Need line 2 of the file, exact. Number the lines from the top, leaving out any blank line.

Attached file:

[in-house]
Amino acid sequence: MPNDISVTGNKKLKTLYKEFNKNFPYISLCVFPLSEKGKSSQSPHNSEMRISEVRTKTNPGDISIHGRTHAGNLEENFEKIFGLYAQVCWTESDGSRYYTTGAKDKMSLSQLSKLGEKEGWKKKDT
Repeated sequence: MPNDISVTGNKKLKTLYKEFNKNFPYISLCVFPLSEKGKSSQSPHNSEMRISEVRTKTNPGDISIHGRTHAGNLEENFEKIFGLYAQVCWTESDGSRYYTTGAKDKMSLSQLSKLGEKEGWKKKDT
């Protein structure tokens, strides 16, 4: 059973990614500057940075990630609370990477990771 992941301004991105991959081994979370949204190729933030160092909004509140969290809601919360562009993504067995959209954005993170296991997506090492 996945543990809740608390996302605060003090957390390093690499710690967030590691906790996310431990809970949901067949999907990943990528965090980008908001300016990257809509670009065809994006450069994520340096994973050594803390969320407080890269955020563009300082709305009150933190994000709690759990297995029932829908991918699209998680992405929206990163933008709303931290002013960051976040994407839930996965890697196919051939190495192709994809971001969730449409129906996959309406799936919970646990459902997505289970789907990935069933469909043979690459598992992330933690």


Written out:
Amino acid sequence: MPNDISVTGNKKLKTLYKEFNKNFPYISLCVFPLSEKGKSSQSPHNSEMRISEVRTKTNPGDISIHGRTHAGNLEENFEKIFGLYAQVCWTESDGSRYYTTGAKDKMSLSQLSKLGEKEGWKKKDT